All turtles have a protective shell around their bodies. During the late tenth and early eleventh centuries, the rise of the Brian Boru saw Waterford and a number of other Viking ports, being firmly brought under the control of the Ua Briain dynasty. . According to the Irish annals, the Vikings re-established themselves in Ireland at Waterford in 914 and built what would be Ireland's first city. Some species of turtles are highly endangered. Waterford and all the other longphorts were vacated in 902, the Vikings having being driven out by the native Irish. About 300 species are alive today. A longphort was established at Waterford in 853.

The order of Testudines includes both extant (living) and extinct species. Soon the Vikings over-wintered in Ireland at ships' havens called Longphorts. in North America) to refer to all members of the order, including tortoises, which are predominantly land-based. From 795 AD, Vikings had been raiding along the coast of Ireland. The term is sometimes used (esp. Main article - History of Waterford. The term turtle is usually used for the aquatic species, though aquatic fresh water turtles are also called terrapins. .

Turtles are reptiles of the order Testudines (all living turtles belong to the crown group Chelonia), most of whose body is shielded by a special bony or cartilagenous shell developed from their ribs. In April 2003 an important site combining a 5th century Iron Age and 9th century Viking settlement was discovered at Woodstown near the city. Superfamily Pelomedusoidea. Today Waterford is the fifth largest city in the Republic of Ireland. Superfamily Chelonioidea. Waterford was Ireland's first city, founded by the vikings in 914 AD. Superfamily Kinosternoidea. Waterford (Irish: Port Lairge) is, historically, the capital of County Waterford in Ireland, though today the city is administered separately from the county, the latter having its seat in Dungarvan.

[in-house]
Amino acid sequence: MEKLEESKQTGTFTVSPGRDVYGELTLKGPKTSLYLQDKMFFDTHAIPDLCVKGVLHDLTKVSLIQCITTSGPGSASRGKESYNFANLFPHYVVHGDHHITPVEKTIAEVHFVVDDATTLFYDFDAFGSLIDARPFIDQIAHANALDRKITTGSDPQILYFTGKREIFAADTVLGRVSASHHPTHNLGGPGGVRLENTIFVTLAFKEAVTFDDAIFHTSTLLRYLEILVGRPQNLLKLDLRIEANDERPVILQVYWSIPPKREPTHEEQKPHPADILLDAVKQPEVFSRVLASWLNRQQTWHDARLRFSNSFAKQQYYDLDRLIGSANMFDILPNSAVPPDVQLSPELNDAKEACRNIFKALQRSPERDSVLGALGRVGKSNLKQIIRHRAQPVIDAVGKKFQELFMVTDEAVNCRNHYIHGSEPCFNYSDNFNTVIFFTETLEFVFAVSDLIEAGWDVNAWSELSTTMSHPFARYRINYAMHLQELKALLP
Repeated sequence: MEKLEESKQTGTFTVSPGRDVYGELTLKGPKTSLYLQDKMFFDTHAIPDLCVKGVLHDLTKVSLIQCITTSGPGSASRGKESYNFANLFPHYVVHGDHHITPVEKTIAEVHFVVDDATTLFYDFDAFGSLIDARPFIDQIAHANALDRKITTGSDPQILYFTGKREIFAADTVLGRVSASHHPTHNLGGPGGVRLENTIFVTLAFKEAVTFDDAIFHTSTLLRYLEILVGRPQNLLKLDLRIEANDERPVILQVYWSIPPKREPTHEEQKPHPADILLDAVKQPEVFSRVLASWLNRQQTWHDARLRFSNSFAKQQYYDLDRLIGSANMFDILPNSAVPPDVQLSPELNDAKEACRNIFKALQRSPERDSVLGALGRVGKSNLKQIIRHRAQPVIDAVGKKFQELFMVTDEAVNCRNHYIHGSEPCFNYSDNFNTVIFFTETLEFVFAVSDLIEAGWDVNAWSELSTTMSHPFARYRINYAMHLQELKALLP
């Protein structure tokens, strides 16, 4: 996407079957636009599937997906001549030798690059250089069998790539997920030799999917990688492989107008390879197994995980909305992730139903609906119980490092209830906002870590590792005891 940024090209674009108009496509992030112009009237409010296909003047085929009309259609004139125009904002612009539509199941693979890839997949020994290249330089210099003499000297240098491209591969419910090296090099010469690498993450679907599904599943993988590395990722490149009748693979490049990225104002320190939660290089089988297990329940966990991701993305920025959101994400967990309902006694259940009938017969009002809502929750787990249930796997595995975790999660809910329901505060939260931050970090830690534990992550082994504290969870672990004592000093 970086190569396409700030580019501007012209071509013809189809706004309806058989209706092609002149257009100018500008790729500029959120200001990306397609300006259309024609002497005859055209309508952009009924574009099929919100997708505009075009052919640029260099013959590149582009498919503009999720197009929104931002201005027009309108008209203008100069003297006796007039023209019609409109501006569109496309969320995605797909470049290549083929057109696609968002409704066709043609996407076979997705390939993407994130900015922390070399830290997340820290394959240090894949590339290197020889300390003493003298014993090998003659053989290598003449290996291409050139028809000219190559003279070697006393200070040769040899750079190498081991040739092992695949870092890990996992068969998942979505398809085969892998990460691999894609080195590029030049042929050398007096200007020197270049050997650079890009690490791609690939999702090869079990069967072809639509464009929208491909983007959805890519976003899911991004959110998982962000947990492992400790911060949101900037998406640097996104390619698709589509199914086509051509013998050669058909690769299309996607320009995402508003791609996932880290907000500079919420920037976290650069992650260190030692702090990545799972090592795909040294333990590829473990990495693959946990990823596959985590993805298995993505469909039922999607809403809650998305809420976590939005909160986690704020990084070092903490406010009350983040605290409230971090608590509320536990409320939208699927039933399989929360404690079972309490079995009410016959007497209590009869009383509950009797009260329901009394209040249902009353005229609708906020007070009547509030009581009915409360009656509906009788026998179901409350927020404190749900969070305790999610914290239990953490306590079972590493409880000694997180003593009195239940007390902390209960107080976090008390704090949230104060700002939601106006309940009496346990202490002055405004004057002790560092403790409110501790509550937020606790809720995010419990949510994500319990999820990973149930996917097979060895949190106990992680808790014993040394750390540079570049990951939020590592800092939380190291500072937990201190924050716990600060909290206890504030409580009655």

Superfamily Trionychoidea. John Condon (1901 - 1915) Youngest soldier to die on the Allied side in WWI. Superfamily Testudinoidea. Peter O'Connor (1874 - ?) Olympic Champion Jumper & Long Jump record holder. Thomas Francis Meagher (1823 - 1867) Irish Patriot. William Vincent Wallace (1814 - 1865) Composer.

Margaret Aylward (1810 - 1889) Founder of the Sisters of the Holy Faith. Thomas Wyse (1791 - 1862) Politician and Diplomat. Patricks Day as a Universal Feast Day). (Responsible for the introduction of St.

Luke Wadding (1588 - 1657) Franciscan Historian and Theologian. Peter Lombard (1555 - 1625) Archbishop of Armagh.